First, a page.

As I finished reading, I could not wipe my tears away quickly enough. I wondered if I had caused more pain to these girls by giving them hope as time was passing by without much change in their situation. I went to the leadership team at church asking if some sort of extracurricular activity, job training or anything could be done for these teens. That evening Zee and I went to our regular Discipleship class.  I told our mentors everything we were experiencing and without blinking they offered to help the kids financially through the OCE ministry. They asked for a business plan and told us they would help us with a pilot program and the Orphan Care Ethiopia Movement (OCEM) was born. Zee and I were speechless, amazed and thankful how quickly God responded to our prayers giving us the opportunity to make plans for these kids. As we made plans for these teens, we realized that other orphans would also begin to age out from the orphanage.  They too would need to be added to our pilot program if they were to have any kind of functional life when released back onto the streets.


We wondered how we could make our pilot sustainable. With foreign adoption being banned in early 2018, the problem was only getting worse. We prayed for direction and guidance and how to tackle the problem one child at a time. We thought we could use this funding to set up a system and process to support kids transitioning out of the orphanage.  But then we realized the community not only had impoverished kids living with parents unable to afford even proper nutrition but also all the kids who were still alone on the streets. There were Government orphanages and privately funded orphan “homes” trying to prevent further homelessness.


We wanted to create a model for intervention and prevention.  God gave us a vision to care for a community through HIS CHURCH!  The one constant entity in a society is a church filled with people. So, we put our energy into mobilizing the local church, creating awareness of the orphan crisis, training and equipping the local church to take on the lost Ethiopian children as the word of God mandates. As we prayed and built our pilot, Mclean Bible Church decided to organize another mission trip to Ethiopia.  In the summer of 2018 we took 207 Americans volunteering to serve in the area of medical needs, child and teen training, special needs, care teams, mentoring teams as well as women’s, men’s and student teams. During our days there we reached thousands of people in Addis and outside of Addis. Just the medical team alone with some local partners, saw 1,800 patients in one week. The teams held and cared for orphans, fed street children, washed infants, served in the women’s shelter, counseled, trained, and cried over this previously untouched group.   It was a trip that impacted many in Ethiopia and was an amazing experience for all of us involved. But, in the reality of the situation we knew we could feed a child for a week but soon he returns to being hungry; we could wash and do medical intervention but soon they become dirty and sick; we could dress them in clean clothes but soon they will be dirty once again. Though the July mission trip was magical, it proved the critical need for an ongoing local solution.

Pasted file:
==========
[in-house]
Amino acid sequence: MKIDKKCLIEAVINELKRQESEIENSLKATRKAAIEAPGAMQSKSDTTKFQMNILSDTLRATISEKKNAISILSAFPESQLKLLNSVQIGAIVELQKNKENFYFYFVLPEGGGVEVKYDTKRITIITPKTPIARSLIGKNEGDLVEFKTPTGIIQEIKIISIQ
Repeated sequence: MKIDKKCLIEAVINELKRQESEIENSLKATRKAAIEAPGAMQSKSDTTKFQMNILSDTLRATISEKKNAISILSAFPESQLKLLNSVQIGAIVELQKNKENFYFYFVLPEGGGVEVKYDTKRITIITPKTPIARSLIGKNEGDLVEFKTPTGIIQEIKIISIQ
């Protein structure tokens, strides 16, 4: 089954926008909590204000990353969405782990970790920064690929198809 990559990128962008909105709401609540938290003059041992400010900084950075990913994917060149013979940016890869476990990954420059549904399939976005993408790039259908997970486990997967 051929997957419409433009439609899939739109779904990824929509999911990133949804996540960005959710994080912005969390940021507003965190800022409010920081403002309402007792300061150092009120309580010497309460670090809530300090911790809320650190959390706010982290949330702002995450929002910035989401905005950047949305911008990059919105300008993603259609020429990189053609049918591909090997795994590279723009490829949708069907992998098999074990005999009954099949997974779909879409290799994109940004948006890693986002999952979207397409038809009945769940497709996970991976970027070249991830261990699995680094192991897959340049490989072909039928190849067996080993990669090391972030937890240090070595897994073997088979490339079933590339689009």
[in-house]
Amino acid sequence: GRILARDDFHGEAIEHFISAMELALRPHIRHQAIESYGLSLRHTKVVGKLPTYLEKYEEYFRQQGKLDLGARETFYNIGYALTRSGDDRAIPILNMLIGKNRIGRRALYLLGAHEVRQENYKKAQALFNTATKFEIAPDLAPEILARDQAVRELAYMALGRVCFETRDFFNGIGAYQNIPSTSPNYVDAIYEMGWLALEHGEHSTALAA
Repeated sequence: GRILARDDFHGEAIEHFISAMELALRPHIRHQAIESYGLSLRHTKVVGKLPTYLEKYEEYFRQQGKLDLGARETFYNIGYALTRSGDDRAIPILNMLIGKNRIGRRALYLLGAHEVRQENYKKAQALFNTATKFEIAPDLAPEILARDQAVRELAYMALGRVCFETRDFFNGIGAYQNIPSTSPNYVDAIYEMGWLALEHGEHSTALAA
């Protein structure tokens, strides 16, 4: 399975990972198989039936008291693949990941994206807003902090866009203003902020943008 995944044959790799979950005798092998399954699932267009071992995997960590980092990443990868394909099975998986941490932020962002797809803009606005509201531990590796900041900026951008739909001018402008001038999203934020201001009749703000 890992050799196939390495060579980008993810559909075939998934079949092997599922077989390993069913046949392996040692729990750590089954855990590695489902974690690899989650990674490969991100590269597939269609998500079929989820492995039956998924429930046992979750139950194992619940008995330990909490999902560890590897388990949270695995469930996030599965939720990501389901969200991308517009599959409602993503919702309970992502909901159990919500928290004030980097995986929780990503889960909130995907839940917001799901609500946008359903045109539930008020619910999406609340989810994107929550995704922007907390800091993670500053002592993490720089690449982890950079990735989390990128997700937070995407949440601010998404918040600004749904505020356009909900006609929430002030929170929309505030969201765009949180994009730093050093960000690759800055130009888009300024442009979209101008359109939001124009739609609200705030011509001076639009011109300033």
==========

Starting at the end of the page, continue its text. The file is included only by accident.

We have work even harder since the trip to build on the momentum of those willing to serve.  We want to create a sustainable solution by involving the church in Ethiopia. So far, we have had three different vision sharing and awareness workshops with 100 Ethiopian churches. We at Mclean Bible Church are coming alongside of these churches, leading them through the steps of launching an orphan care ministry in their own churches. We are educating and coming alongside of the local volunteers to help them empower and mobilize their congregations.  This will begin the process of addressing the many needs of the orphans in their community such as domestic adoption, volunteering at the baby orphanages, and tutoring, counseling and mentoring the older orphans.


To support this Orphan Care MOVEMENT in Ethiopia, MBC launched an Orphan Care Ethiopia Movement (OCEM) ministry where 50 plus people volunteered to support our partners, our staff and our Ethiopian volunteers. The role of this ministry is to further design and implement a pilot program to meet the needs of the vulnerable children in Ethiopia. Running this type of movement is very challenging and expensive. To address the financial needs, our mentors along with eight other committed individuals registered a non-profit organization called Orphan Care Ethiopia. OCE will work closely with partners, churches and NGOs on the ground to address the physical, emotional and spiritual needs of vulnerable kids in Ethiopia.  My days are completely full as I lead the OCEM ministry at MBC, serve as a board director and spokesperson for the OCE NGO and serve as the liaison between OCEM in the USA and OCEME in Ethiopia. I am thankful and am dedicated to helping make a change in those very orphans I met when we adopted our sons as well as those I have yet to meet. I can no longer focus on regular life as the Lord has touched my heart with a vision to serve these orphans. I am happier than ever, grateful for the opportunity and the privilege given to me though sometimes the weight feels more than I can bare. I believe the Lord has a lot more in store for all of us. Our family is committed to serve, advocate and campaign for these orphans for as many days and years that the Lord gives to us.


I very much hope you will join our movement.